Why Did Rolex Tap the Disgraced Tiger Woods As Its New Spokesman?

The stories behind the stuff we buy.
Oct. 24 2011 10:52 AM

Nice Watch, Tiger!

Why did a prestigious brand like Rolex tap the disgraced golfer as its new spokesman?

PGA Player Tiger Woods and a Rolex watch.
What does Rolex have to gain by hiring Tiger Woods as a spokesman?

Photograph of Tiger Woods by Jason Merritt/Getty Images.

Over the summer, the watch brand Tag Heuer dropped its longtime celebrity endorser, Tiger Woods. The press release from Tag didn't bother to mention Tiger's well-publicized extramarital shenanigans or his subsequent mediocre tournament performances. It didn't have to.

Seth Stevenson Seth Stevenson

Seth Stevenson is a frequent contributor to Slate. He is the author of Grounded: A Down to Earth Journey Around the World.

What’s Tiger been up to since Tag parted ways with him? He finalized his divorce from his wife. He failed to make the cut at the PGA Championship. And he appeared in the news most prominently when, in the midst of lining up a putt, he had a hot dog lobbed at him by a weirdo with a Ryan Gosling fetish.

All of which made it rather surprising when Rolex announced, on Oct. 5, that it had signed Woods to a shiny new sponsorship deal. Here was the world's most famous watch company—and one of the world's most recognizable brands—casting its lot with a dude many consider a moral reprobate or, worse, a has-been. Has the famously precise Swiss timepiece maker finally sproinged its own gears? What on earth is Rolex thinking?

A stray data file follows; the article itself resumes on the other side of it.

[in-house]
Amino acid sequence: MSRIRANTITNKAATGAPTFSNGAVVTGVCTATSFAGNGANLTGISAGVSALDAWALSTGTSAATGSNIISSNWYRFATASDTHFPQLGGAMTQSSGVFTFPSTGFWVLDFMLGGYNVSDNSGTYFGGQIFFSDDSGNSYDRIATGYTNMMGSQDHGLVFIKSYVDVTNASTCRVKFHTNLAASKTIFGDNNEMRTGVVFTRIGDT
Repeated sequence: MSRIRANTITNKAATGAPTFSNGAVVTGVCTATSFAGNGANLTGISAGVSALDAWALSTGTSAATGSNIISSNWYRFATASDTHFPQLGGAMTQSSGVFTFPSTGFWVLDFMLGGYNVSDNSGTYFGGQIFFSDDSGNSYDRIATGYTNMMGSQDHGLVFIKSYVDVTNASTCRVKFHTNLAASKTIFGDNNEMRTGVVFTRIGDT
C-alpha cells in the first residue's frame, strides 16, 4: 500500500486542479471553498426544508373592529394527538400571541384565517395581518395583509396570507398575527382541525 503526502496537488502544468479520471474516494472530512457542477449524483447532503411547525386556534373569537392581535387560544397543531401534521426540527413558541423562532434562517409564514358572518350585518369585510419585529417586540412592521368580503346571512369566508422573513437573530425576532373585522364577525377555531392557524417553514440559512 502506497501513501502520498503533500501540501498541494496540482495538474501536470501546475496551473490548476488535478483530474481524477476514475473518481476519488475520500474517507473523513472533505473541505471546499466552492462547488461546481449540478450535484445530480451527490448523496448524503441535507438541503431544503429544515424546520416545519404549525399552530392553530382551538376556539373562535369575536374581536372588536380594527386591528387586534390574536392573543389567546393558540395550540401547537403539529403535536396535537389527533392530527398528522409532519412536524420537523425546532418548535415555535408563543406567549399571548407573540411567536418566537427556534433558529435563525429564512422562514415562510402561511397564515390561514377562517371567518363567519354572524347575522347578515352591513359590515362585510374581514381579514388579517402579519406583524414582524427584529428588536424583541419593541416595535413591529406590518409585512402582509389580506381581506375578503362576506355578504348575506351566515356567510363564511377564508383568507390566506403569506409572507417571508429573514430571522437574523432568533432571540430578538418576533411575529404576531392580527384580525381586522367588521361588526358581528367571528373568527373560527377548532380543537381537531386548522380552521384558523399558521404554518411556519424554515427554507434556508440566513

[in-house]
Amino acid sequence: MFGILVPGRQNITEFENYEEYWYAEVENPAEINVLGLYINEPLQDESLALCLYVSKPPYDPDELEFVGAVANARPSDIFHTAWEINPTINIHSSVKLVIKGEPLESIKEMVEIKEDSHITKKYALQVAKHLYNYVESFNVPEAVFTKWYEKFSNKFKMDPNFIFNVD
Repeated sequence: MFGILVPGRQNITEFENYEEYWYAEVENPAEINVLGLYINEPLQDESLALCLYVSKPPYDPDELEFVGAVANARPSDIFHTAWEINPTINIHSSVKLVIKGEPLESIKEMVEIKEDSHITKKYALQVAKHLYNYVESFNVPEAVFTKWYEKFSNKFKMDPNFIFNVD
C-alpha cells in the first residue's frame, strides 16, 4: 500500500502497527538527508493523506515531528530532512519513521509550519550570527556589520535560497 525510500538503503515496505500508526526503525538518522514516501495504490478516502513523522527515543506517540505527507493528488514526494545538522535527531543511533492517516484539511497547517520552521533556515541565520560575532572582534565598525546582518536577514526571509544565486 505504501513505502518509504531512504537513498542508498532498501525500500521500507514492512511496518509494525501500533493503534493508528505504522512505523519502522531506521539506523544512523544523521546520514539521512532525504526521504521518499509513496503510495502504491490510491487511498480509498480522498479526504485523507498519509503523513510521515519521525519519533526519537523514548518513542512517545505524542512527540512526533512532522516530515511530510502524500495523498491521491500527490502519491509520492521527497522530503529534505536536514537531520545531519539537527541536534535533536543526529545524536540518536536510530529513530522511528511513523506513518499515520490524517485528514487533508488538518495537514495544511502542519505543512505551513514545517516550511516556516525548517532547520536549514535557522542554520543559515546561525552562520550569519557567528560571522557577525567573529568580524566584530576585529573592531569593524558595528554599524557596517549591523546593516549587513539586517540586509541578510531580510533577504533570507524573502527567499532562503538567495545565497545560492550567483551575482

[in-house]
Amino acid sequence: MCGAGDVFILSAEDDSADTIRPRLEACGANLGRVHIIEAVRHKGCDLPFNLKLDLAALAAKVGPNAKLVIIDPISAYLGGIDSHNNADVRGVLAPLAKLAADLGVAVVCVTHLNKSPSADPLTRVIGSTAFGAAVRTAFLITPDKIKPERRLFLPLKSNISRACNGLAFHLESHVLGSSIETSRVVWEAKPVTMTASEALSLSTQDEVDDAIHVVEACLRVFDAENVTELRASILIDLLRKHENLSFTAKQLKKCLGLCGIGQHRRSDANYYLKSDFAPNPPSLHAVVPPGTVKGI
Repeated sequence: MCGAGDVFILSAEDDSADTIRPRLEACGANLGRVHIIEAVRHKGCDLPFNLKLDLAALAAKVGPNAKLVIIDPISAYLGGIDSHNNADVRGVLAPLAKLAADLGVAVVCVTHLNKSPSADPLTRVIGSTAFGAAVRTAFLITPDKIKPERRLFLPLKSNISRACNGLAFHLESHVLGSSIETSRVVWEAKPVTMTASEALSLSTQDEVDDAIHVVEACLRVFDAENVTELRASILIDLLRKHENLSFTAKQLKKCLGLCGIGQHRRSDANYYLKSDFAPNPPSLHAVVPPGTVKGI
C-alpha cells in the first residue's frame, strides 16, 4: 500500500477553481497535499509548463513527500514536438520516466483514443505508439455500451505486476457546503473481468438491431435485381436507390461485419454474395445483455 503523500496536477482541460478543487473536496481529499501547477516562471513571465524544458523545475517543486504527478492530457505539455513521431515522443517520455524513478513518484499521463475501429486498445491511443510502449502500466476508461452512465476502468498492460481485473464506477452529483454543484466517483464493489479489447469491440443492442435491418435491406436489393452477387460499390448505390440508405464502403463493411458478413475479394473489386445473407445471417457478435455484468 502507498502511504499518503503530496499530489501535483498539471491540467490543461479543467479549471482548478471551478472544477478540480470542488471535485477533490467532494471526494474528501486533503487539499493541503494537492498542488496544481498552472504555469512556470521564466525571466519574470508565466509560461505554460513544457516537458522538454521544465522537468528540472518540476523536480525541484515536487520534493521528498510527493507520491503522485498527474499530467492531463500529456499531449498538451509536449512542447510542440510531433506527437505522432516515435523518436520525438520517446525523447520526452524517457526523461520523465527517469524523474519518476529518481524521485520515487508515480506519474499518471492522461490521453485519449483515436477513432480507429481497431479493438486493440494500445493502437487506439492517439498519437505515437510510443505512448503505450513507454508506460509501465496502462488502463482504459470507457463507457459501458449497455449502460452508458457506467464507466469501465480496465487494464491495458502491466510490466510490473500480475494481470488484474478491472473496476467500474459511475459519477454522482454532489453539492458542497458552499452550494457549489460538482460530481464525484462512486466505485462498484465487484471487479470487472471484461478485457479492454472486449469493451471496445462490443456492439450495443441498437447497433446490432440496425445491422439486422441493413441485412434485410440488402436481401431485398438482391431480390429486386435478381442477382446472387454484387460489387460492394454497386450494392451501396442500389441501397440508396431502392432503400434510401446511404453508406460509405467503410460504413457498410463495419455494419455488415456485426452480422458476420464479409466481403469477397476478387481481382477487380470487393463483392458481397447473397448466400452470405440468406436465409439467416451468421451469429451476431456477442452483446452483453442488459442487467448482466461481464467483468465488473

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We may never know for sure. Privately held since its formation in 1905, Rolex is a notoriously tight-lipped company. It doesn't release revenue figures, or explain leadership transitions. (It had a total of three CEOs from 1905 until 2008, when then-CEO Patrick Heiniger resigned under mysterious circumstances.) Even the corporate structure is a bit murky. Rolex founder Hans Wilsdorf died childless in 1960, leaving control of his company to a charitable foundation he'd established. The Hans Wilsdorf Foundation runs Rolex to this day. When I emailed a polite-but-elliptical media-relations woman to ask whether Rolex is essentially a nonprofit, and who the foundation’s major beneficiaries are, she responded with this sentence: "The principal focus of the foundation is to support a variety of philanthropic endeavors."

Stymied by all this hush-hush Swiss discretion, I turned to Joe Thompson—editor in chief of Watch Time, a leading publication for timepiece aficionados. Before we tackled the Tiger Woods decision, I first wanted to know from Thompson how it was that Rolex became Rolex. What narrative explains how it became the favored watch brand of James Bond, Chuck Yeager, Paul Newman, and newly promoted middle managers across the globe?

My pet theory is that it’s all about that name. “Rolex.” So punchy, so balanced, so crisp at the finish. But Thompson offered a deeper explanation:

First, the product itself sets Rolex apart. The company has an impressive history of innovation. Rolex hopped on the wristwatch bandwagon in the early days of the 20th century, back when pocket watches were still considered far more proper for a gentleman. (Interestingly, World War I was an important moment in establishing the primacy of wristwatches. Turns out when you’re being shot at, it’s easier to glance quickly at your forearm than it is to haul a pendant out of your pocket.) Rolex designed the first great waterproof wristwatch case and built the first truly workable self-winding, automatic wristwatch. Basically, it has a ton of street cred with watch nerds. That gives the brand an aura of quality and authenticity that trickles down even to less-informed buyers.